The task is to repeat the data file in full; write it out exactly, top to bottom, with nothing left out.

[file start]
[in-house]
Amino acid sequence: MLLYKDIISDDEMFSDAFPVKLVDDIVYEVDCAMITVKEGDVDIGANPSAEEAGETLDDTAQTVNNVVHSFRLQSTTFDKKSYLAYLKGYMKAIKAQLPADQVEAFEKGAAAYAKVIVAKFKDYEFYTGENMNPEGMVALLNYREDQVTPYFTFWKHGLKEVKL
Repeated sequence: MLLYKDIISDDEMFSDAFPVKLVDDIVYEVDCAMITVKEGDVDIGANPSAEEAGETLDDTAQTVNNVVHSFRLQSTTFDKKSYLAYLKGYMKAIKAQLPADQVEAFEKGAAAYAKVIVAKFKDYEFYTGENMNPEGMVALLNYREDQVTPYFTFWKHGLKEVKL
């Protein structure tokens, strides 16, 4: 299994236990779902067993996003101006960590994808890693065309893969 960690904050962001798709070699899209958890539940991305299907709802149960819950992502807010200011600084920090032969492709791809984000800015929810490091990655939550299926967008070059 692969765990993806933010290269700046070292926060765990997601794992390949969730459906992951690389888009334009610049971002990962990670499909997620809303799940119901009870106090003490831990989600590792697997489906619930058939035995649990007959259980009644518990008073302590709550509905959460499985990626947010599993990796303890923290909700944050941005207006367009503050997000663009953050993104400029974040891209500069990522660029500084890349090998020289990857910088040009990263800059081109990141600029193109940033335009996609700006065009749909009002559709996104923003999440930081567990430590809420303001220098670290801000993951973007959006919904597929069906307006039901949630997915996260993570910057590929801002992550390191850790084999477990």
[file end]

[in-house]
Amino acid sequence: MLLYKDIISDDEMFSDAFPVKLVDDIVYEVDCAMITVKEGDVDIGANPSAEEAGETLDDTAQTVNNVVHSFRLQSTTFDKKSYLAYLKGYMKAIKAQLPADQVEAFEKGAAAYAKVIVAKFKDYEFYTGENMNPEGMVALLNYREDQVTPYFTFWKHGLKEVKL
Repeated sequence: MLLYKDIISDDEMFSDAFPVKLVDDIVYEVDCAMITVKEGDVDIGANPSAEEAGETLDDTAQTVNNVVHSFRLQSTTFDKKSYLAYLKGYMKAIKAQLPADQVEAFEKGAAAYAKVIVAKFKDYEFYTGENMNPEGMVALLNYREDQVTPYFTFWKHGLKEVKL
């Protein structure tokens, strides 16, 4: 299994236990779902067993996003101006960590994808890693065309893969 960690904050962001798709070699899209958890539940991305299907709802149960819950992502807010200011600084920090032969492709791809984000800015929810490091990655939550299926967008070059 692969765990993806933010290269700046070292926060765990997601794992390949969730459906992951690389888009334009610049971002990962990670499909997620809303799940119901009870106090003490831990989600590792697997489906619930058939035995649990007959259980009644518990008073302590709550509905959460499985990626947010599993990796303890923290909700944050941005207006367009503050997000663009953050993104400029974040891209500069990522660029500084890349090998020289990857910088040009990263800059081109990141600029193109940033335009996609700006065009749909009002559709996104923003999440930081567990430590809420303001220098670290801000993951973007959006919904597929069906307006039901949630997915996260993570910057590929801002992550390191850790084999477990």